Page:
My tears were now betraying me, washing my foundation away, leaving warm traces that left me vulnerable and exposed.
"I know," was all I could respond to his six words.
I reached across the table and gently put my hand in his, releasing the sobbing I had controlled so well up to this precise second.
"Oh, Daddy!" I cried, my body trembling, my heart thanking me for its release. His hand was so warm, so soft, not one callous on it. These were an artist's hands, which had always been softer than anyone else's, including my own. I closed my eyes, took his hand, brought it to my face, and inhaled his palm and scent. I wanted to remember this exact smell, his smell. Trying to embed it in the recesses of my mind so I could recall it when I wished or needed to. I pressed his hand against my cheek, and his fingers began to caress my face affectionately, giving my tears a new place to run.
I desperately wanted to stop this moment. My father looked as vulnerable as I felt. His long strands of tousled brown hair brushing against his forehead made him look like a young man. But his yellowing eyes betrayed him. He fought to keep it all in. I learned it from the best. But I saw his upcoming battle drawing near. He gently wiped my tears with his fingers, causing his own breakdown. He had never been one for words, especially in emotional times caused by a painful past, which he preferred to leave buried. There was no need to utter a sound. Our eyes were doing the speaking, laying bare the pain, every tear sharing an unspoken word. Each tear bore a memory; my birth, childhood, time together, and the conversations we loved to have.
Our hands finally rested on the table, holding tight, not daring to let go, just in case this moment would disappear forever.
"You know Anne; I am dying. But this dreadful disease has ironically given me a lot of time to deal with what is going on, what will happen, and I have finally come to terms with it."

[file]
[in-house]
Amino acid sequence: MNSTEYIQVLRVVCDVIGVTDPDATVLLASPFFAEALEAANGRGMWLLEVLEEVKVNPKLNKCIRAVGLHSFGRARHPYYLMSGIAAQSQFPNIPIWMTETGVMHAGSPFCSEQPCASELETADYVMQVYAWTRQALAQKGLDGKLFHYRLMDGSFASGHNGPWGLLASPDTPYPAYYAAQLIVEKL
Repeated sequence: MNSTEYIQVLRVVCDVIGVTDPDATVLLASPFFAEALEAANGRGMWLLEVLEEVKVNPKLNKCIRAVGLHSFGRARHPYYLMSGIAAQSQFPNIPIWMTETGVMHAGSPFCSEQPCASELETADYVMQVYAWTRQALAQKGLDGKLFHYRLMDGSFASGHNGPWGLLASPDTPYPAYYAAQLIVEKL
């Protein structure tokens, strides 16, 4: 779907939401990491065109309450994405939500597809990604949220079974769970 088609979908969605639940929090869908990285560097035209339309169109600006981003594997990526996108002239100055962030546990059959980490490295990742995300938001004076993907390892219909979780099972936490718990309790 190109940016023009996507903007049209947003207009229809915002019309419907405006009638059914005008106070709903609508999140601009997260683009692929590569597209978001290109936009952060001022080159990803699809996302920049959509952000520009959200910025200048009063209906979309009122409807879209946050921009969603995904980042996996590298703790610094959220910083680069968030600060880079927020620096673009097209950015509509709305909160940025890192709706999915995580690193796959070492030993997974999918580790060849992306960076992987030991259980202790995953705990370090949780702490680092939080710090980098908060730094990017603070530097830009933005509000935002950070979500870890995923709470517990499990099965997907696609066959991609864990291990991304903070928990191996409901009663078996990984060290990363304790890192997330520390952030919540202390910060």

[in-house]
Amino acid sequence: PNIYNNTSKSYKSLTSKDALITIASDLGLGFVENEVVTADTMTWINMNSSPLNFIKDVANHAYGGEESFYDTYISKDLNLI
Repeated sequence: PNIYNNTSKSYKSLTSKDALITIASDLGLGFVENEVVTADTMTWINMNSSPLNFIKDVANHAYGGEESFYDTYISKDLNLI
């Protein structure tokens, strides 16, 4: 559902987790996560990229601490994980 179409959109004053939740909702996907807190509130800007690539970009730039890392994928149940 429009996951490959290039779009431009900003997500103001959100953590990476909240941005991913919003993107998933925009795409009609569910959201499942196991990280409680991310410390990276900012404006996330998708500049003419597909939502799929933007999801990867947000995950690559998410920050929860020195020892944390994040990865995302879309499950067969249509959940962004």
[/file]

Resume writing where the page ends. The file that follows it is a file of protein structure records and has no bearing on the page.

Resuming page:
I bit my lip, and he raised his hand, telling me to stop. I wanted to cry out, "You're giving up! Fight! Fight this damn cancer! You are too young to die!" But with every ounce of restraint I could muster, I swallowed, fought back my rebellious rage, and respectfully stayed quiet.
"It's okay, I am at the end of my journey. No use denying it; there is only one way out, and I am almost ready for my next destination."
My mom came to the table with a fresh pot of coffee; her eyes also filled with tears. She, too, was holding on to the few precious, no longer ordinary days left. She poured dad a refill which unintentionally broke our connection; our hands separated.
My eyes closed tightly, trying to hide my feelings of nostalgic despair. There weren't going to be that many, if any, more of these moments. Would I have the chance of reliving this "blessed temporal illusion of having time stop long enough for us to witness, embrace and treasure" again? I didn't have enough weeks, days, hours, or minutes to cherish. The only thing I had in my near future was a defined timeline filled with unsaid limitations and distractions. Furthermore, it was clear that I had to share what I would give anything for, with others who also loved him.
He slurped his coffee, and as he inhaled a puff of smoke that never came out, I inhaled the serenity of the moment. The pressure in my chest and my throat had subsided. I had unknowingly surrendered.
I looked across the room and noticed his last work of art hanging on the wall. He followed my gaze.
"I'm calling it Hibernation," he stated.
"I remember you started it a while back. It's spectacular but so unlike your other work. A spacecraft with people in suspended animation? When did you start this exactly?" I asked.
"Three years ago. It was almost as if I knew. I've even added myself in one of the pods, ready for my final destination," my father admitted nonchalantly.
Our discussion over his artistic endeavours, spirituality, and love of science quickly returned as if there was no illness, no impending deadline.